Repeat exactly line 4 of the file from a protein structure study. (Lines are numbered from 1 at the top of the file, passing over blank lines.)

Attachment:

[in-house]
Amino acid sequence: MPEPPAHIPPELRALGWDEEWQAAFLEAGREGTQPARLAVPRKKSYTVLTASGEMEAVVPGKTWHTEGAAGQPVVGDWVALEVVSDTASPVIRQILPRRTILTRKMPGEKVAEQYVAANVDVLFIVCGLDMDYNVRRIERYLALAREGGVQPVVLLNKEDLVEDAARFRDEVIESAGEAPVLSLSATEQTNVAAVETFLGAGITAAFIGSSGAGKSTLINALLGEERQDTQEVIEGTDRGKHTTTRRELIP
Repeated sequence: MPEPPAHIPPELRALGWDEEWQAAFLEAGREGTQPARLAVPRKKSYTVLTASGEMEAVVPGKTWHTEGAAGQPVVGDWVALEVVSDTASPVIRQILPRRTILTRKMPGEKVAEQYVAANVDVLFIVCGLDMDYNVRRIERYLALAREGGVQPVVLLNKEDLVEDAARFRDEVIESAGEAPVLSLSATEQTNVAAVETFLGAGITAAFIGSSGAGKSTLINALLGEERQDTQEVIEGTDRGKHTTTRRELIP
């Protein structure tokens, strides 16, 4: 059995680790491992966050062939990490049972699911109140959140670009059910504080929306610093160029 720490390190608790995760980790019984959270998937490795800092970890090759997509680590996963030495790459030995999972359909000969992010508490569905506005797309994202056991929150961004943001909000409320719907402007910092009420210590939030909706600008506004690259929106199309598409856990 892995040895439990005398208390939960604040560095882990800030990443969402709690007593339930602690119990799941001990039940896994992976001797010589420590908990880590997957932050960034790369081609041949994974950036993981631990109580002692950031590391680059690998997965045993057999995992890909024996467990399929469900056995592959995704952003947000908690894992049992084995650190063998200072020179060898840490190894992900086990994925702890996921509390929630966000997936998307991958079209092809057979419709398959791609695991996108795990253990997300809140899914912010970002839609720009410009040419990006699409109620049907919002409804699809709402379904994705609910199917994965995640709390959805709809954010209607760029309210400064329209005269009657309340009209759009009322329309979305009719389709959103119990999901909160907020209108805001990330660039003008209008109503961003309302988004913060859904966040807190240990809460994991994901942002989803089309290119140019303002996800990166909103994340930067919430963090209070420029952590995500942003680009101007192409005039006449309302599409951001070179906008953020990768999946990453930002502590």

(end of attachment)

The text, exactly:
């Protein structure tokens, strides 16, 4: 059995680790491992966050062939990490049972699911109140959140670009059910504080929306610093160029 720490390190608790995760980790019984959270998937490795800092970890090759997509680590996963030495790459030995999972359909000969992010508490569905506005797309994202056991929150961004943001909000409320719907402007910092009420210590939030909706600008506004690259929106199309598409856990 892995040895439990005398208390939960604040560095882990800030990443969402709690007593339930602690119990799941001990039940896994992976001797010589420590908990880590997957932050960034790369081609041949994974950036993981631990109580002692950031590391680059690998997965045993057999995992890909024996467990399929469900056995592959995704952003947000908690894992049992084995650190063998200072020179060898840490190894992900086990994925702890996921509390929630966000997936998307991958079209092809057979419709398959791609695991996108795990253990997300809140899914912010970002839609720009410009040419990006699409109620049907919002409804699809709402379904994705609910199917994965995640709390959805709809954010209607760029309210400064329209005269009657309340009209759009009322329309979305009719389709959103119990999901909160907020209108805001990330660039003008209008109503961003309302988004913060859904966040807190240990809460994991994901942002989803089309290119140019303002996800990166909103994340930067919430963090209070420029952590995500942003680009101007192409005039006449309302599409951001070179906008953020990768999946990453930002502590």